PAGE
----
If the German sentence used "Die Rest
e", then "leftovers" would be a correct option. As it is, we're not talking about "leftovers"--food remaining after a meal; excess food eaten later--but rather some additional, uncountable thing (perhaps food, perhaps drink). Note the use of the singular conjugation, ist. Not "leftover
s are" but "remainder
I think "leftovers" is better translated as Essensreste oder Speisereste. See dict.cc. Possibly "Rest
The German sentence we are asked to translate uses "Rest" (singular), which simply means "remainder, remnant, rest", which could refer (as AllenJudge3 remarks) to people, food, decorations, etc.
When I read the sentence, I do not think of "leftovers", which is the food from a previous meal, but rather additional food (chairs, people, service items, etc) that have not been brought out to the current location. E.g.,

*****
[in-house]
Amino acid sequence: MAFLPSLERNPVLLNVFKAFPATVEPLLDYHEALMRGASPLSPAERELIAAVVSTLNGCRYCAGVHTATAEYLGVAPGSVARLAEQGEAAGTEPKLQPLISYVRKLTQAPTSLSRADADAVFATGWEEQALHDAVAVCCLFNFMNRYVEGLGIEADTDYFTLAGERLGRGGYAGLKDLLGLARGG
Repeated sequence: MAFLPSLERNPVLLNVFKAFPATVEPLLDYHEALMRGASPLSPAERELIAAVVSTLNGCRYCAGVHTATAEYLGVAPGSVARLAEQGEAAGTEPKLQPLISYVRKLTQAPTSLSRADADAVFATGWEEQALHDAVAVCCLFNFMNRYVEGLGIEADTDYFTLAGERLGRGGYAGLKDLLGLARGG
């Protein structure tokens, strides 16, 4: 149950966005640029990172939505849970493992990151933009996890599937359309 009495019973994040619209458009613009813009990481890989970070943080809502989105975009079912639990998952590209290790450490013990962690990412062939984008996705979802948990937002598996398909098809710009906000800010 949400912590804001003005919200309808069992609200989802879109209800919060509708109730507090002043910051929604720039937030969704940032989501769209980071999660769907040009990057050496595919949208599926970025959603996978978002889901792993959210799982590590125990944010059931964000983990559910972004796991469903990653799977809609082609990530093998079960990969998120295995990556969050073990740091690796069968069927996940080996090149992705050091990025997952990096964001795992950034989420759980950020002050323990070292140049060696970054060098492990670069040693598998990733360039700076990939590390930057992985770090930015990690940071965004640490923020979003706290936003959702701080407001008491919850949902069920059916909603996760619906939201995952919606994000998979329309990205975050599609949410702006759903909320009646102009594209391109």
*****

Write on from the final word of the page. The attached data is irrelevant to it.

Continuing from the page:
Gast: Es gibt sehr viele Leute hier an deinen Party, aber nicht viele Essen. Du habst keine genuge Essen.
Gastgeber: Ich habe ausreichend. Der Rest is in der Küche.
Previously Duo had "Der rest ist einfach Gluck", with rest here meaning what remains. or "the remainder". I suppose it also means "the Leftovers" as I read through this, But what came to my mind is The rest (of the people, or visitors) are in the Kitchen. "The Rest are in the Kitchen" is what I had but it is marked wrong. Would a native German speaker every say The Rest are in the Kitchen by saying "Der Rest ist in der Kuche?